Our Research

Nationwide Children's Hospital's Sports and Orthopedic Physical Therapy department strives to provide the best possible care for your child. Our therapists are experienced in working with pediatric athletes and orthopedic rehabilitation, using the best evidence to improve recovery.

We are expanding our research program to continue providing the best care and become a leader in the field of pediatric sports and orthopedic rehabilitation. Our goal in performing clinical research is to advance knowledge, improve patient outcomes and decrease the impact of injury. Clinical research involves the scientific investigation of the prevention, diagnosis or treatment of pediatric sports and orthopedic injuries in our patients. We thank all patients and parents who participate in clinical research.

Patellofemoral pain is an injury that causes pain around your kneecap. This pain is a result of multiple factors including poor body mechanics, leg weakness, overuse, and lack of flexibility. A large amount of research shows that addressing each of these impairments improves patellofemoral pain. There is some evidence to suggest treating all of these issues at once may not be the best approach. Additionally, beyond physical impairments, patients may have psychological factors (fear of activity, stress, anxiety) that prolong patellofemoral pain. 

Our research has shown that using a treatment approach which sequentially addressed psychosocial and physical impairments was superior to a traditional approach for treating adolescents with patellofemoral pain. 

Our Patellofemoral Research

A sequential cognitive and physical approach (SCOPA) for patellofemoral pain: a randomized controlled trial in adolescent patients. (2018)

  • Authors: Mitchell Selhorst, William Rice, Michael Jackowski, Todd Degenhart, Shaun Coffman
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Evaluation of a treatment algorithm for patients with patellofemoral pain syndrome: a pilot study. (2015)

  • Authors: Mitchell Selhorst, William Rice, Todd Degenhart, Michael Jackowski, Melissa Tatman
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Treatment of Pediatric Ankle Sprains

Ankle sprains are a common injury in most sports that can keep athletes from playing for weeks and sometimes months. The current recommendation of rest, ice, compression, and elevation (RICE) is an effective treatment, but even so, athletes take weeks to return to full potential. Band traction is a treatment that uses thick elastic bands to gently stretch out the ankle following an ankle sprain. The goal of this treatment is to reduce swelling, increase pain free ankle motion and get the athlete back onto the field faster.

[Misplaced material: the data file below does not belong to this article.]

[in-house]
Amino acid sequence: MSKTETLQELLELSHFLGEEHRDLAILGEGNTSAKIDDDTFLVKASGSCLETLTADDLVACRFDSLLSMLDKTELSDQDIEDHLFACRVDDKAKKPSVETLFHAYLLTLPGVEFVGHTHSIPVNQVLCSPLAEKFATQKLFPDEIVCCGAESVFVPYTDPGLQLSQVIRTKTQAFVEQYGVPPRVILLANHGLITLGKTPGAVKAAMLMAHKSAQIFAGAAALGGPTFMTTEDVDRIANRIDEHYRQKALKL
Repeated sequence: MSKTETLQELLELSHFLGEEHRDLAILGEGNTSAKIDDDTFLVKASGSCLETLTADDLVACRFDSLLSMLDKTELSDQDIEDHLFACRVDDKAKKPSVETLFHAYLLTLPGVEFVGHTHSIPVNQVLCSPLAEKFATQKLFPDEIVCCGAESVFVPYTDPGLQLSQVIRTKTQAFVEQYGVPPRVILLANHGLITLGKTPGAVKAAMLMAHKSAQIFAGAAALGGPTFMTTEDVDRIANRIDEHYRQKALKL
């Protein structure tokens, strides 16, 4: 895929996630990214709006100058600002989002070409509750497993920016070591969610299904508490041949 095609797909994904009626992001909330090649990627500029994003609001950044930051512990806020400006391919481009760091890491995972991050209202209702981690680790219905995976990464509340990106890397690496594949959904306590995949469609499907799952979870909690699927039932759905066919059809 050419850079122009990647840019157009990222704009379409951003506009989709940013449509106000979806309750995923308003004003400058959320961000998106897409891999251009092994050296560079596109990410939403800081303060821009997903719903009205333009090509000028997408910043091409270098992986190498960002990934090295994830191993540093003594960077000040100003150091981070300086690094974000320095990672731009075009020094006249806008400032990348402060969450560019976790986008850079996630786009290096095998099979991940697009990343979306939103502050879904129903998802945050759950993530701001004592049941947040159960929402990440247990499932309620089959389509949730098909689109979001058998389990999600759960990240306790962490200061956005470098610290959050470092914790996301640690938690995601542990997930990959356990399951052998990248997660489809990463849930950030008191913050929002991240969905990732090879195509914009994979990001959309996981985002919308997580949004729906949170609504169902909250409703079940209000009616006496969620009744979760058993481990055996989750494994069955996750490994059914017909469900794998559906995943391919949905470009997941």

Currently, no research has been performed assessing the effectiveness of band traction. This study evaluates patients with acute (<7 days) ankle sprains and assesses if band traction works better than the RICE treatment alone. The results of this study found that both RICE and band traction treatments resulted in similar positive patient outcomes.

Our Pediatric Ankle Sprain Research


  •  Authors: Kathryn Iammarino, James Marrie, Mitchell Selhorst, Linda Lowes
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Adolescent Low Back Pain

Half of all adolescents report experiencing low back pain, and those who are active in sports report an even higher rate.  The growing spine introduces variables into the assessment and management of lumbar injuries which do not exist in the developed spine of the adult.  Therefore adolescent low back pain should be treated differently than adults.  Our research has focused on treatment interventions for low back pain as well as improving the model of care for athletes with spondylolysis, a bone stress injury in the low back. 

Our Adolescent Low Back Pain Research

Prevalence of Spondylolysis in Symptomatic Adolescent Athletes: An Assessment of Sport Risk in Nonelite Athletes. (2017)

  • Authors: Mitchell Selhorst, Anastasia Fischer, James MacDonald
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Timing of Physical Therapy Referral in Adolescent Athletes with Acute Spondylolysis: A Retrospective Chart Review. (2017)

  • Authors: Mitchell Selhorst, Anastasia Fischer, Kristine Graft, Reno Ravindran, Eric Peters, Richard Rodenberg, Eric Welder, James MacDonald
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Long-term Clinical Outcomes and Factors that Predict Poor Prognosis in Athletes after a Diagnosis of Acute Spondylolysis: A Retrospective Review with Phone Follow-Up. (2016)

  • Authors: Mitchell Selhorst, Anastasia Fischer, Kristine Graft, Reno Ravindran, Eric Peters, Richard Rodenberg, James MacDonald.
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Lumbar manipulation and exercise for the treatment of acute low back pain in adolescents: a randomized controlled trial.